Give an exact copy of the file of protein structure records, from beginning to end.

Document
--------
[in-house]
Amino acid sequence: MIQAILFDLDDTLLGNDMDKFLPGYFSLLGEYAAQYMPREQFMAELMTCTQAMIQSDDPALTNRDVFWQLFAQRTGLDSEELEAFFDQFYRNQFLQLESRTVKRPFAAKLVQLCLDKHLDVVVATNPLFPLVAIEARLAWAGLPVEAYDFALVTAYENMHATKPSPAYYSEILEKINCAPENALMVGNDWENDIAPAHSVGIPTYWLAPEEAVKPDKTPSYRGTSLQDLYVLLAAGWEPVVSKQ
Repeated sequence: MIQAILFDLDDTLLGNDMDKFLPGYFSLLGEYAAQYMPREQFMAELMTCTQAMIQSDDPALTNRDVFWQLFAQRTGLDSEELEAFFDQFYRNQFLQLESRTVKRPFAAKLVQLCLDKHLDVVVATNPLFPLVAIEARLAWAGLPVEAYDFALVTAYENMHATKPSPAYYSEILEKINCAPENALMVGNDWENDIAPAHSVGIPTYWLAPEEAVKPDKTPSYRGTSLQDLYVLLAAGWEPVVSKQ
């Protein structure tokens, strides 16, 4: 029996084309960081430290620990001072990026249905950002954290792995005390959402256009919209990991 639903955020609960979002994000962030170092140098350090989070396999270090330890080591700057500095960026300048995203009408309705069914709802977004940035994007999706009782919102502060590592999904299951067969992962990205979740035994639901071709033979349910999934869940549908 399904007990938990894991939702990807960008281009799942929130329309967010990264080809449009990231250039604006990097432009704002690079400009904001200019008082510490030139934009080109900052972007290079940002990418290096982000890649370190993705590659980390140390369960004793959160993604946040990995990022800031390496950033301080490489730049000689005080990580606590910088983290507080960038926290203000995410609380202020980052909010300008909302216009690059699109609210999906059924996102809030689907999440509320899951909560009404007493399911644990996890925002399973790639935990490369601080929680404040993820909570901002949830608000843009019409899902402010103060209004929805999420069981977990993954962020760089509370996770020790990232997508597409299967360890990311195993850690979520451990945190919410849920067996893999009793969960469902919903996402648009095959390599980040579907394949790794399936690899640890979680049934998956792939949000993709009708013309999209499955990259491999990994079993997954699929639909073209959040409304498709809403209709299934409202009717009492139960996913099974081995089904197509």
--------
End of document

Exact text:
[in-house]
Amino acid sequence: MIQAILFDLDDTLLGNDMDKFLPGYFSLLGEYAAQYMPREQFMAELMTCTQAMIQSDDPALTNRDVFWQLFAQRTGLDSEELEAFFDQFYRNQFLQLESRTVKRPFAAKLVQLCLDKHLDVVVATNPLFPLVAIEARLAWAGLPVEAYDFALVTAYENMHATKPSPAYYSEILEKINCAPENALMVGNDWENDIAPAHSVGIPTYWLAPEEAVKPDKTPSYRGTSLQDLYVLLAAGWEPVVSKQ
Repeated sequence: MIQAILFDLDDTLLGNDMDKFLPGYFSLLGEYAAQYMPREQFMAELMTCTQAMIQSDDPALTNRDVFWQLFAQRTGLDSEELEAFFDQFYRNQFLQLESRTVKRPFAAKLVQLCLDKHLDVVVATNPLFPLVAIEARLAWAGLPVEAYDFALVTAYENMHATKPSPAYYSEILEKINCAPENALMVGNDWENDIAPAHSVGIPTYWLAPEEAVKPDKTPSYRGTSLQDLYVLLAAGWEPVVSKQ
């Protein structure tokens, strides 16, 4: 029996084309960081430290620990001072990026249905950002954290792995005390959402256009919209990991 639903955020609960979002994000962030170092140098350090989070396999270090330890080591700057500095960026300048995203009408309705069914709802977004940035994007999706009782919102502060590592999904299951067969992962990205979740035994639901071709033979349910999934869940549908 399904007990938990894991939702990807960008281009799942929130329309967010990264080809449009990231250039604006990097432009704002690079400009904001200019008082510490030139934009080109900052972007290079940002990418290096982000890649370190993705590659980390140390369960004793959160993604946040990995990022800031390496950033301080490489730049000689005080990580606590910088983290507080960038926290203000995410609380202020980052909010300008909302216009690059699109609210999906059924996102809030689907999440509320899951909560009404007493399911644990996890925002399973790639935990490369601080929680404040993820909570901002949830608000843009019409899902402010103060209004929805999420069981977990993954962020760089509370996770020790990232997508597409299967360890990311195993850690979520451990945190919410849920067996893999009793969960469902919903996402648009095959390599980040579907394949790794399936690899640890979680049934998956792939949000993709009708013309999209499955990259491999990994079993997954699929639909073209959040409304498709809403209709299934409202009717009492139960996913099974081995089904197509």